Author Kurt Vonnegut incorporated several recipes into his 1982 novel Deadeye Dick, inspired by James Beard’s American Cookery, Marcella Hazan’s The Classic Italian Cook Book, and Bea Sandler’s The African Cookbook.
He writes in the preface that these recipes are intended to provide “musical interludes for the salivary glands,” warning readers that “no one should use this novel for a cookbook. Any serious cook should have the reliable originals in his or her library anyway.”
So with that caveat in mind…
Early on, the narrator/titular character, née Rudy Waltz, shares a recipe from his family’s former cook, Mary Hoobler, who taught him “everything she knew about cooking and baking”:
MARY HOOBLER’S CORN BREAD
Mix together in a bowl half a cup of flour, one and a half cups of yellow corn-meal, a teaspoon of salt, a teaspoon of sugar, and three teaspoons of baking powder.
Add three beaten eggs, a cup of milk, a half cup of cream, and a half cup of melted butter.
Pour it into a well-buttered pan and bake it at four hundred degrees for fifteen minutes.
Cut it into squares while it is still hot. Bring the squares to the table while they are still hot, and folded in a napkin.
Barely two paragraphs later, he’s sharing her barbecue sauce. It sounds delicious, easy to prepare, and its placement gives it a strong flavor of Slaughterhouse-Five’s “so it goes” and “Poo-tee-weet?” — as ironic punctuation to Father Waltz’s full on embrace of Hitler, a seeming non sequitur that forces readers to think about what comes before:
When we all posed in the street for our picture in the paper, Father was forty-two. According to Mother, he had undergone a profound spiritual change in Germany. He had a new sense of purpose in life. It was no longer enough to be an artist. He would become a teacher and political activist. He would become a spokesman in America for the new social order which was being born in Germany, but which in time would be the salvation of the world.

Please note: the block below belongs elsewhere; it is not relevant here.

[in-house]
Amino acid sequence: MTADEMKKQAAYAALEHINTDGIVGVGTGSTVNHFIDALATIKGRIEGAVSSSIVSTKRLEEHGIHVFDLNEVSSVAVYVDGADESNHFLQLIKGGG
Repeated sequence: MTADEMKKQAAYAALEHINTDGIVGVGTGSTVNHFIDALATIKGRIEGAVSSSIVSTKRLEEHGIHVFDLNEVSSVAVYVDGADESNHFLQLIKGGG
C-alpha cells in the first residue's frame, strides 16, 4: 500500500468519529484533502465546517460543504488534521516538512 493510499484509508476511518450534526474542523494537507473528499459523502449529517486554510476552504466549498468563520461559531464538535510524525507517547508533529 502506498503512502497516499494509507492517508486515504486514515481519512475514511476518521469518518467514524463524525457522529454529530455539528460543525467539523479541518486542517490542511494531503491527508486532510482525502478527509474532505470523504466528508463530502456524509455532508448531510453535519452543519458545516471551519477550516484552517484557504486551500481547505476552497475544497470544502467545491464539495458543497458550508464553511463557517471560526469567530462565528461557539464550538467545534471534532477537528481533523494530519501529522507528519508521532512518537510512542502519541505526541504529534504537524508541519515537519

This was quite a mistake.
MARY HOOBLER’S BARBECUE SAUCE
Sauté a cup of chopped onions and three chopped garlic cloves in a quarter of a pound of butter until tender.
Add a half cup of catsup, a quarter cup of brown sugar, a teaspoon of salt, two teaspoons of freshly ground pepper, a dash of Tabasco, a tablespoon of lemon juice, a teaspoon of basil, and a tablespoon of chili powder.
Bring to a boil and simmer for five minutes.
Rudy’s father is not the only character to falter.
Rudy’s mistake happens in the blink of an eye, and manages to upend a number of lives in Midland City, a stand in for Indianapolis, Vonnegut’s hometown.
His family loses their money in an ensuing lawsuit, and can no longer engage Mary Hoobler and the rest of the staff.
Young Rudy, who’s spent his childhood hanging out with the servants in Mary’s cozy kitchen, finds it “easy and natural” to cater to his parents in the manner to which they were accustomed:
As long as they lived, they never had to prepare a meal or wash a dish or make a bed or do the laundry or dust or vacuum or sweep, or shop for food. I did all that, and maintained a B average in school, as well.
What a good boy was I!
EGGS À LA RUDY WALTZ (age thirteen)
Chop, cook, and drain two cups of spinach.
Blend with two tablespoons of butter, a teaspoon of salt, and a pinch of nutmeg.
Heat and put into three oven-proof bowls or cups.
Put a poached egg on top of each one, and sprinkle with grated cheese.
Bake for five minutes at 375 degrees. Serves three: the papa bear, the mama bear, and the baby bear who cooked it—and who will clean up afterwards.
By high school, Rudy’s heavy domestic burden has him falling asleep in class and reproducing complicated desserts from recipes in the local paper. (“Father roused himself from living death sufficiently to say that the dessert took him back forty years.”)
LINZER TORTE (from the Bugle-Observer)
Mix half a cup of sugar with a cup of butter until fluffy.
Beat in two egg yolks and half a teaspoon of grated lemon rind.
Sift a cup of flour together with a quarter teaspoon of salt, a teaspoon of cinnamon, and a quarter teaspoon of cloves. Add this to the sugar-and-butter mixture.